The Barron Prize annually celebrates 25 inspiring, public-spirited young leaders from across America who have made a significant positive difference. The top 10 to 15 winners receive a $5,000 cash award to support their service work or higher education.

While in high school, Ramaswami founded the Mitty Advocacy Project (MAP) to empower young people to make a difference in their communities via political advocacy. She created a legislative network of more than 1,000 students nationally who represent social-justice issues and interface directly with state and federal legislators.

Teams of students research topics such as poverty, education, immigration and criminal justice and then identify bills designed to address the issues. They lobby state legislators in Sacramento and have traveled to Washington, D.C., to advocate at the national level. Five of the six bills they have lobbied for have been signed into law.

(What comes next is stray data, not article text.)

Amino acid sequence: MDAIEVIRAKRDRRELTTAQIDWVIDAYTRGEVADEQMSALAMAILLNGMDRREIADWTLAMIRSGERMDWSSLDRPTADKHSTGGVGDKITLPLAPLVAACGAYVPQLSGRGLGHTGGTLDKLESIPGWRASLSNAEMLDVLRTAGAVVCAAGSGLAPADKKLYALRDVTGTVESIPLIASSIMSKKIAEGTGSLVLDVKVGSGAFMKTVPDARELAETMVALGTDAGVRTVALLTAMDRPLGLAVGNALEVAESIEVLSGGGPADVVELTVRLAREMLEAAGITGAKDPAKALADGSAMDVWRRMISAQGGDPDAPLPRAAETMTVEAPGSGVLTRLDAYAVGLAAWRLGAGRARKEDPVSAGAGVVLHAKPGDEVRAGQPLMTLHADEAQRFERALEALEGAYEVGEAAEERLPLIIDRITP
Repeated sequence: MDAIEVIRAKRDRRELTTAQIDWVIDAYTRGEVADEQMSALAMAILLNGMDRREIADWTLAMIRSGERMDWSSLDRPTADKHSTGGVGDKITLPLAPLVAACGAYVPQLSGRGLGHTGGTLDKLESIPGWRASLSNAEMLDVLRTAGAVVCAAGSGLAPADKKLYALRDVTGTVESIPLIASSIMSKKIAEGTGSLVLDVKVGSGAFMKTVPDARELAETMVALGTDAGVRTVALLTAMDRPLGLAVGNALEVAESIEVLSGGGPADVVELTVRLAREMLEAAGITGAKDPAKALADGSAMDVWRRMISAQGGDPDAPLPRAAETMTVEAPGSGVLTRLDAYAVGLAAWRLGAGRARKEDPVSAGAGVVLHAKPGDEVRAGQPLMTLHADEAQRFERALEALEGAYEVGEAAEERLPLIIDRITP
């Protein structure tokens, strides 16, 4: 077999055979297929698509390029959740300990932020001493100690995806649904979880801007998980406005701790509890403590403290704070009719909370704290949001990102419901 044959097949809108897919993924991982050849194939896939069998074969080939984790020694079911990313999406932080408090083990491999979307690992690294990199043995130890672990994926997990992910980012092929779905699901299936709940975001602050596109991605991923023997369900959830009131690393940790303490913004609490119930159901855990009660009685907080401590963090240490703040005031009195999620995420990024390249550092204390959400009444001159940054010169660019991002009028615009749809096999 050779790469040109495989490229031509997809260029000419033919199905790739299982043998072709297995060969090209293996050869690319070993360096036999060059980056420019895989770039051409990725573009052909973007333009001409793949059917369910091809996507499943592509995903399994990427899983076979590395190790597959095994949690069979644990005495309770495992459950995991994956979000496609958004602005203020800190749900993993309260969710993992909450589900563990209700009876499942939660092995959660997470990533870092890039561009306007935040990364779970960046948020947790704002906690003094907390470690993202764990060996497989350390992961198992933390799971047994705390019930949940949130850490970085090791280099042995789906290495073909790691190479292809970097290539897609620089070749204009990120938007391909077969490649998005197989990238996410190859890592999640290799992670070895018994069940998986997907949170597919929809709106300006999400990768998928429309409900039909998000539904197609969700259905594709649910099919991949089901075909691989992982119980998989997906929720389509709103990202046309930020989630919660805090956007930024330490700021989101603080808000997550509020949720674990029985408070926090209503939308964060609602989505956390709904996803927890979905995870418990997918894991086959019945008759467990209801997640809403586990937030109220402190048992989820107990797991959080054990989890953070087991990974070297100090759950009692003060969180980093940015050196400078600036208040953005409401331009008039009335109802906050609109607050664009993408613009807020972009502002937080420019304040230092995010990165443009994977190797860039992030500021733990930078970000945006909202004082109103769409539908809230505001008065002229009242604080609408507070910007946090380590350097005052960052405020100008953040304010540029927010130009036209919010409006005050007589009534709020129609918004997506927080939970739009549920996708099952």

Inspiration and empowerment

Ramaswami began her work as a high school freshman, when a teacher inspired her to prepare for and participate in Catholic Lobby Day, an advocacy event designed to mobilize California Catholics to lobby state legislators.

“Mitty students were the only students who took part in the Catholic Lobby Day,” Ramaswami said. “I found that surprising and weird. I just had a fantastic experience and I felt others should have the opportunity so that they know students can be involved in politics.”

Inspired and empowered by that experience, she instituted MAP in her sophomore year to form a community of youth lobbyists to represent the interests of the less fortunate.